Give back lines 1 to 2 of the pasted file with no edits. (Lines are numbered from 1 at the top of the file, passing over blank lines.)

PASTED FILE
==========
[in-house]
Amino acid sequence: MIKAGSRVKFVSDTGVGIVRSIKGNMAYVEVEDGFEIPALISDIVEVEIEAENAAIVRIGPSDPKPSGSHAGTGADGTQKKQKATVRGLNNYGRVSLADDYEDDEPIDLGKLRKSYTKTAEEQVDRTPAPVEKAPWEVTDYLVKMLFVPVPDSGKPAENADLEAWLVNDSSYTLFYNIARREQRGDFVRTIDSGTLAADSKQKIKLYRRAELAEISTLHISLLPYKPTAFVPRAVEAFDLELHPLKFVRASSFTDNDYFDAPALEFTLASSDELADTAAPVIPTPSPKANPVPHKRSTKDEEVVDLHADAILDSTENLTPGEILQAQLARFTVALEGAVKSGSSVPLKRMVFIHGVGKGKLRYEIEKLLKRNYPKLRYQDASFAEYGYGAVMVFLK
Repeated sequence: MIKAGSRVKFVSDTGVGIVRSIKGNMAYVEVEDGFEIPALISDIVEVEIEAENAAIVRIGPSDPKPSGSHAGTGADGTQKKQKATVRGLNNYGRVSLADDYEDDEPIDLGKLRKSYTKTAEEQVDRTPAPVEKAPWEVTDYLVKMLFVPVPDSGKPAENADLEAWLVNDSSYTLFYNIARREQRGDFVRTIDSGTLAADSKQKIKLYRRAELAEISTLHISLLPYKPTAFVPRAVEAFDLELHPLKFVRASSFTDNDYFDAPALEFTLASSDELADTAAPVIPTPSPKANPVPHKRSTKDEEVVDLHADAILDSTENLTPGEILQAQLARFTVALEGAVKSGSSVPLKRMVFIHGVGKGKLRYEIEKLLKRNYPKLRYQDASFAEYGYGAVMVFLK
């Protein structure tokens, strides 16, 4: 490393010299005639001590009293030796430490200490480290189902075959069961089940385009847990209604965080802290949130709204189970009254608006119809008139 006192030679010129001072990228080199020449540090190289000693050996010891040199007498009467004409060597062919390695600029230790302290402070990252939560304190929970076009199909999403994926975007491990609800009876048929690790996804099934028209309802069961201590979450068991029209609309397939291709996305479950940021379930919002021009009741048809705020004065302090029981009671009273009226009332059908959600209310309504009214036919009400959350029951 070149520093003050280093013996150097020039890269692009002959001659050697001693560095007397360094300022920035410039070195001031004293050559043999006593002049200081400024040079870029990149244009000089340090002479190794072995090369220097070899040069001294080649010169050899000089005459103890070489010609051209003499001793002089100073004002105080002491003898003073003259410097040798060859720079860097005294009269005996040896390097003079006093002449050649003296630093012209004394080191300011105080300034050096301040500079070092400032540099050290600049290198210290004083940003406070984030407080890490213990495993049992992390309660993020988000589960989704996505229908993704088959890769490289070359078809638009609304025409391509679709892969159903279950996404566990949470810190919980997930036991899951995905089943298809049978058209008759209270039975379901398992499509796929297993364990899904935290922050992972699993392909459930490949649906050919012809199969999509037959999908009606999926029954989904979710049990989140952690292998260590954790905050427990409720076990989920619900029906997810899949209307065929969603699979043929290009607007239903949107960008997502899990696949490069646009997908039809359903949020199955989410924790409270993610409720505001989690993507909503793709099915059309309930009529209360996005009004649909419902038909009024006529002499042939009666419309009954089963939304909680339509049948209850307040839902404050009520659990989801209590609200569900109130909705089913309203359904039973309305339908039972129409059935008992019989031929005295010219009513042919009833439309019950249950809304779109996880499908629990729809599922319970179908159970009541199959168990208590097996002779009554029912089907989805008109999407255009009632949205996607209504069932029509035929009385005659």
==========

[in-house]
Amino acid sequence: MIKAGSRVKFVSDTGVGIVRSIKGNMAYVEVEDGFEIPALISDIVEVEIEAENAAIVRIGPSDPKPSGSHAGTGADGTQKKQKATVRGLNNYGRVSLADDYEDDEPIDLGKLRKSYTKTAEEQVDRTPAPVEKAPWEVTDYLVKMLFVPVPDSGKPAENADLEAWLVNDSSYTLFYNIARREQRGDFVRTIDSGTLAADSKQKIKLYRRAELAEISTLHISLLPYKPTAFVPRAVEAFDLELHPLKFVRASSFTDNDYFDAPALEFTLASSDELADTAAPVIPTPSPKANPVPHKRSTKDEEVVDLHADAILDSTENLTPGEILQAQLARFTVALEGAVKSGSSVPLKRMVFIHGVGKGKLRYEIEKLLKRNYPKLRYQDASFAEYGYGAVMVFLK